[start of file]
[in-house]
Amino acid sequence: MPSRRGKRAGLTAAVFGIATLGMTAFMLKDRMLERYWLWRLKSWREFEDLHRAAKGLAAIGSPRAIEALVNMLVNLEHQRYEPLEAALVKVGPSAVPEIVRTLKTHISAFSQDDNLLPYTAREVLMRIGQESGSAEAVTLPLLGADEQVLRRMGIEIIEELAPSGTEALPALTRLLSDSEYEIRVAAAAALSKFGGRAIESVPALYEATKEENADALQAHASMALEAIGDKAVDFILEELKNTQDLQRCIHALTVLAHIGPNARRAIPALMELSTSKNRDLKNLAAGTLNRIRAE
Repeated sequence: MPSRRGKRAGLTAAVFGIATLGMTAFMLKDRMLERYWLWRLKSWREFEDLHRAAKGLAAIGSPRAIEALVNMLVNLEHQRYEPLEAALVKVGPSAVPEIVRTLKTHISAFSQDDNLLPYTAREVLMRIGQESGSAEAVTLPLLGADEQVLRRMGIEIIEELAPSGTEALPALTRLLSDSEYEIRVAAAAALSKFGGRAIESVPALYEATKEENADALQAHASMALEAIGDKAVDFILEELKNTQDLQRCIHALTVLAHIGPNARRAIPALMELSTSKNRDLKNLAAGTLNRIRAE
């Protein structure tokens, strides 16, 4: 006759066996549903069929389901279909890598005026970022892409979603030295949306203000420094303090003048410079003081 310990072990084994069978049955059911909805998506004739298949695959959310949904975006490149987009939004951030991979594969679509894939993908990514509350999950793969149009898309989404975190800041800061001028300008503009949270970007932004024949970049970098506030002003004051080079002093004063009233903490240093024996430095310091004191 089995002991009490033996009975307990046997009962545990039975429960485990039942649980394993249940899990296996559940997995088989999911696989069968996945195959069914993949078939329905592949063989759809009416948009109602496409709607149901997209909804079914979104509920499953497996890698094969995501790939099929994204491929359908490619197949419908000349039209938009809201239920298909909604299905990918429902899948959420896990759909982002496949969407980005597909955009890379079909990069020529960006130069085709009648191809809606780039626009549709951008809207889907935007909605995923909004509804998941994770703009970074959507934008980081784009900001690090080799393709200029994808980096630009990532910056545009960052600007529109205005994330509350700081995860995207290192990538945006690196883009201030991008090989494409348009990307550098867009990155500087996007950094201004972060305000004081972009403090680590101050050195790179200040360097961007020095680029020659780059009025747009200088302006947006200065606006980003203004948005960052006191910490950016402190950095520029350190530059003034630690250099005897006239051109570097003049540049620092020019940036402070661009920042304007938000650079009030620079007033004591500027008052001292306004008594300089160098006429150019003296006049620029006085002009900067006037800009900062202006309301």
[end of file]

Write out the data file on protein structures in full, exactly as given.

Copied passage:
[in-house]
Amino acid sequence: MPSRRGKRAGLTAAVFGIATLGMTAFMLKDRMLERYWLWRLKSWREFEDLHRAAKGLAAIGSPRAIEALVNMLVNLEHQRYEPLEAALVKVGPSAVPEIVRTLKTHISAFSQDDNLLPYTAREVLMRIGQESGSAEAVTLPLLGADEQVLRRMGIEIIEELAPSGTEALPALTRLLSDSEYEIRVAAAAALSKFGGRAIESVPALYEATKEENADALQAHASMALEAIGDKAVDFILEELKNTQDLQRCIHALTVLAHIGPNARRAIPALMELSTSKNRDLKNLAAGTLNRIRAE
Repeated sequence: MPSRRGKRAGLTAAVFGIATLGMTAFMLKDRMLERYWLWRLKSWREFEDLHRAAKGLAAIGSPRAIEALVNMLVNLEHQRYEPLEAALVKVGPSAVPEIVRTLKTHISAFSQDDNLLPYTAREVLMRIGQESGSAEAVTLPLLGADEQVLRRMGIEIIEELAPSGTEALPALTRLLSDSEYEIRVAAAAALSKFGGRAIESVPALYEATKEENADALQAHASMALEAIGDKAVDFILEELKNTQDLQRCIHALTVLAHIGPNARRAIPALMELSTSKNRDLKNLAAGTLNRIRAE
């Protein structure tokens, strides 16, 4: 006759066996549903069929389901279909890598005026970022892409979603030295949306203000420094303090003048410079003081 310990072990084994069978049955059911909805998506004739298949695959959310949904975006490149987009939004951030991979594969679509894939993908990514509350999950793969149009898309989404975190800041800061001028300008503009949270970007932004024949970049970098506030002003004051080079002093004063009233903490240093024996430095310091004191 089995002991009490033996009975307990046997009962545990039975429960485990039942649980394993249940899990296996559940997995088989999911696989069968996945195959069914993949078939329905592949063989759809009416948009109602496409709607149901997209909804079914979104509920499953497996890698094969995501790939099929994204491929359908490619197949419908000349039209938009809201239920298909909604299905990918429902899948959420896990759909982002496949969407980005597909955009890379079909990069020529960006130069085709009648191809809606780039626009549709951008809207889907935007909605995923909004509804998941994770703009970074959507934008980081784009900001690090080799393709200029994808980096630009990532910056545009960052600007529109205005994330509350700081995860995207290192990538945006690196883009201030991008090989494409348009990307550098867009990155500087996007950094201004972060305000004081972009403090680590101050050195790179200040360097961007020095680029020659780059009025747009200088302006947006200065606006980003203004948005960052006191910490950016402190950095520029350190530059003034630690250099005897006239051109570097003049540049620092020019940036402070661009920042304007938000650079009030620079007033004591500027008052001292306004008594300089160098006429150019003296006049620029006085002009900067006037800009900062202006309301």